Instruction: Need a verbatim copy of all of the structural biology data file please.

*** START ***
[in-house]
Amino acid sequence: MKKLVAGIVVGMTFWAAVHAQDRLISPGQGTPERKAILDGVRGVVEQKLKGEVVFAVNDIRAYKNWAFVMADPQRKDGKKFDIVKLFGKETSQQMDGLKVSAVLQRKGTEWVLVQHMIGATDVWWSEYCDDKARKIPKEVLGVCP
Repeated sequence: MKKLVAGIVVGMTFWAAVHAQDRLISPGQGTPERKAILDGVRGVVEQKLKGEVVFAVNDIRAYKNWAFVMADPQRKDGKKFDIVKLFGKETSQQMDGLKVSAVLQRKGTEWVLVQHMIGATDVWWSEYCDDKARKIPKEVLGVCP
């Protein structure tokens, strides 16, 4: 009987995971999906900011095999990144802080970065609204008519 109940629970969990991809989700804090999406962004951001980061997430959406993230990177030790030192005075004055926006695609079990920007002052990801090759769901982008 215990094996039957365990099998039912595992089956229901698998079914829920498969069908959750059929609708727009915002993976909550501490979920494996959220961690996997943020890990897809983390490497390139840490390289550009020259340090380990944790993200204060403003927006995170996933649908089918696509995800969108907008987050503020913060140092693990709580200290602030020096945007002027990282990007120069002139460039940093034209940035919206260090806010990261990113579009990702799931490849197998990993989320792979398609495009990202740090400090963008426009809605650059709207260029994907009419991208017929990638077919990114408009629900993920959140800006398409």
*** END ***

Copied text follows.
[in-house]
Amino acid sequence: MKKLVAGIVVGMTFWAAVHAQDRLISPGQGTPERKAILDGVRGVVEQKLKGEVVFAVNDIRAYKNWAFVMADPQRKDGKKFDIVKLFGKETSQQMDGLKVSAVLQRKGTEWVLVQHMIGATDVWWSEYCDDKARKIPKEVLGVCP
Repeated sequence: MKKLVAGIVVGMTFWAAVHAQDRLISPGQGTPERKAILDGVRGVVEQKLKGEVVFAVNDIRAYKNWAFVMADPQRKDGKKFDIVKLFGKETSQQMDGLKVSAVLQRKGTEWVLVQHMIGATDVWWSEYCDDKARKIPKEVLGVCP
């Protein structure tokens, strides 16, 4: 009987995971999906900011095999990144802080970065609204008519 109940629970969990991809989700804090999406962004951001980061997430959406993230990177030790030192005075004055926006695609079990920007002052990801090759769901982008 215990094996039957365990099998039912595992089956229901698998079914829920498969069908959750059929609708727009915002993976909550501490979920494996959220961690996997943020890990897809983390490497390139840490390289550009020259340090380990944790993200204060403003927006995170996933649908089918696509995800969108907008987050503020913060140092693990709580200290602030020096945007002027990282990007120069002139460039940093034209940035919206260090806010990261990113579009990702799931490849197998990993989320792979398609495009990202740090400090963008426009809605650059709207260029994907009419991208017929990638077919990114408009629900993920959140800006398409």